Thursday, January 28, 2010

Blog #1 - The Searchers

John Wayne's character, Ethan, in The Searcher is used to not only embody the physical characteristics of the desert but also its tendency to constantly change. While Ethan's appears to fit Tompkins' description of the western hero: "To be a man in the Western is to seem to grow out of the environment, which means to be hard, to be tough, to be unforgiving (73)," his temperament isn't as solid as the audience is led to believe. We, as an audience, perceive Ethan to personify "the desert's fierceness in his hard struggle to survive, its loneliness in his solitary existence, and its silence in his frugal way with language (Tompkins 84)." However, the true value in Wayne's character is hidden beneath his hardness and is only glimpsed in his characters' transformation in the climax of the film.
After the seemingly endless search for Debbie, Ethan and Martin discover that she is hardly the nine year old girl they once knew. She has adopted the Comanche way of life as her own. While Martin remains determined to bring her home, Ethan remains true to the characteristics of the desert and disregards any emotion in the pursuit of revenge. However, when Ethan has the opportunity to kill her, he turns against the hardness of the desert, revealing the real the value of The Searchers, for Ethan finally understands that the desert is not only a hard, dry, infinite plain, but as Tompkins explains "The hero's passage across the landscape has ultimately a domesticating effect. Though it begins in anxious movement and passes through terror and pain, it continually ends in repose. A welcoming grove of aspens, a spring, and a patch of grass probide shelter and sustenance... If nature's wildness and hardness test his strength and will and intelligence, they also give him solace and refreshment (81)." The Searchers uses this moment of vulnerability to convey the other side of the desert and the hero, Ethan.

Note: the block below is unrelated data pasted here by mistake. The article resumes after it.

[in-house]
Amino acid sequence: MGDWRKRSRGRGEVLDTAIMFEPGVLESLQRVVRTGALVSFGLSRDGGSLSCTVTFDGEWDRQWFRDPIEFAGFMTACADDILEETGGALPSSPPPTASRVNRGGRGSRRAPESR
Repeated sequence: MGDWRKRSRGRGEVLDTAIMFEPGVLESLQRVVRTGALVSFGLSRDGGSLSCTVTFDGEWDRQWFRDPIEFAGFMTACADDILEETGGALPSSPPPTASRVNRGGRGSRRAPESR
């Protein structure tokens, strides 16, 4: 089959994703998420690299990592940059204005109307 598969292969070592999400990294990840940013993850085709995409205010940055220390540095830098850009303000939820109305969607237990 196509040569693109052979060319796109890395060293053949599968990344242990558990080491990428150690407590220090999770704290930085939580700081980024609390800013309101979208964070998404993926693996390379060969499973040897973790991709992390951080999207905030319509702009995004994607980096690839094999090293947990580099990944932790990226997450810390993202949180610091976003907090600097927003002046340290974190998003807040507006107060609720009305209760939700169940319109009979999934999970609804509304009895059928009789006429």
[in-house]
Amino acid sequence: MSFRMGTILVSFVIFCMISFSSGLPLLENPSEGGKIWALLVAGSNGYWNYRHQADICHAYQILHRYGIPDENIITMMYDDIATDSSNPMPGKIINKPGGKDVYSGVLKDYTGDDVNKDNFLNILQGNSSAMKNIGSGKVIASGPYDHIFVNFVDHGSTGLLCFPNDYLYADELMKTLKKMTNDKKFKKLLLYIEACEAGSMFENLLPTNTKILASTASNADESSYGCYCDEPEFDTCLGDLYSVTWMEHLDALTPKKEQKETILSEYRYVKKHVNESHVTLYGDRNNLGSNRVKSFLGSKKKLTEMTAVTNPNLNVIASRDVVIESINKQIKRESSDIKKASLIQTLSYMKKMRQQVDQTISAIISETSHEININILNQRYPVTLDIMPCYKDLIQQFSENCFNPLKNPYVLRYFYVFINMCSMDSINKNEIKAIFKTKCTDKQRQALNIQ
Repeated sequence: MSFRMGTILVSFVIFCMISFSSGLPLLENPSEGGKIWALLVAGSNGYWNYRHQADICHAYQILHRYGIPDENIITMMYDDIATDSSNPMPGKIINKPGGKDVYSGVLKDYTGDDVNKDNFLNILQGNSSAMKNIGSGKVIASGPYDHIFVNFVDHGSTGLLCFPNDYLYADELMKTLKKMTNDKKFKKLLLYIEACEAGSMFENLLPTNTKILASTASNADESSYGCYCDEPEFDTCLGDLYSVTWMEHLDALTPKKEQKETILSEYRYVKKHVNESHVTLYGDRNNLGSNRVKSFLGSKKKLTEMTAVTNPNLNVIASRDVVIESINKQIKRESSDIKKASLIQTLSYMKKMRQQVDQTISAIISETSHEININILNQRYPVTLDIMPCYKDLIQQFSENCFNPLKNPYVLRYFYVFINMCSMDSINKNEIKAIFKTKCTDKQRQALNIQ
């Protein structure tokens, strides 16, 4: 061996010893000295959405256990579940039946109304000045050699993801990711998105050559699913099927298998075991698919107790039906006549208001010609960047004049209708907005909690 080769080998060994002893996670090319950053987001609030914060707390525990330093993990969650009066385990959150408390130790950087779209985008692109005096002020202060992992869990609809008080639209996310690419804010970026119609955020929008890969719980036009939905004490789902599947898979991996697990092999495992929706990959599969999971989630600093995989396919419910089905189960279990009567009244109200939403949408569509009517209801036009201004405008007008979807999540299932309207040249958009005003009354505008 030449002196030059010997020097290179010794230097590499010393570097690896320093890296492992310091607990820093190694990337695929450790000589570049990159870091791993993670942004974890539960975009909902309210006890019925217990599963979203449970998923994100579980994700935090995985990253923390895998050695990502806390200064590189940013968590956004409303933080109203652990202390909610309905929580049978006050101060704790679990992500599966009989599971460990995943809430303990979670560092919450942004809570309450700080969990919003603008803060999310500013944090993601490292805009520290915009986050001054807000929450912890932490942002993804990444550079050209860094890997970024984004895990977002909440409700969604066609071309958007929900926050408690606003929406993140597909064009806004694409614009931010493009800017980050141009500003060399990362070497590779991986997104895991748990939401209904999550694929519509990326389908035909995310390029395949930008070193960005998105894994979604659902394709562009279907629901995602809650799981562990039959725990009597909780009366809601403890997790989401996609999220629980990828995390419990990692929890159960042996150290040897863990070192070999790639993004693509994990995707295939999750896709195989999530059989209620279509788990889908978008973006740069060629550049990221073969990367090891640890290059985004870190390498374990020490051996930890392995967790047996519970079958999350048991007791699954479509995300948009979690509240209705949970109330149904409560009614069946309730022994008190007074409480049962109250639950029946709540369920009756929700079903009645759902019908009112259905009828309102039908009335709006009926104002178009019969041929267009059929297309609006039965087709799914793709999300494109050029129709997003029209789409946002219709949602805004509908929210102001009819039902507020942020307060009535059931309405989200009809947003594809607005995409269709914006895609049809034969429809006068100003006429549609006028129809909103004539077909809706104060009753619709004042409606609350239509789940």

1 comment:

  1. “The desert flatters the human figure by making it seem dominant and unique, dark against light, vertical against horizonatal, solid against plane, detail against blankness.”(74) In all western films the desert is blatently thrust upon the audience as the domineering landscape all characters succumb to, a place that can hold no secrets, and holds no refuge, a place where only the hard can survive. “Nature makes it obvious, even to the most benighted, who her chosen are:”(73) Ethan from the searchers, is a chosen one. What strikes most viewers, are the similarities between the land and the hero of a Western. The landscape is bleak, harsh, hard, hot, and mostly the landscape is alone, no water to lure animals, only rocks, and sand. Ethan is of that sort, a solitary man, who enjoys nothing more than being on his horse alone, his hardness and roughness makes it hard for any women to come near him, and his loner like stance makes it hard for any man to befriend him.Due to the significant connection between character and landscape, it seems only befitting, that only the landscape can open up the heart of the hero, giving him an emotional dimension. What I am referring to is when Ethan finds Debbie, he is set to kill her for revenge. Debbie slides down the hill, and he runs after her determination seared into his eyes. But then grabs her and hugs her, all his revenge gone, and all his emotions evident. This is due to the openess of the desert, the desert as I have mentioned earlier can hold no secrets, its vast oppeness makes a person open up fom the inside, understanding the fact that they are only a small part of the world, thus they accept what they are, and what they feel, which is why only in the desert can a man bethrottled in a murderous rampage change pace and become a loving uncle. That is only because the desert has enough space, to hold every human emotion possible.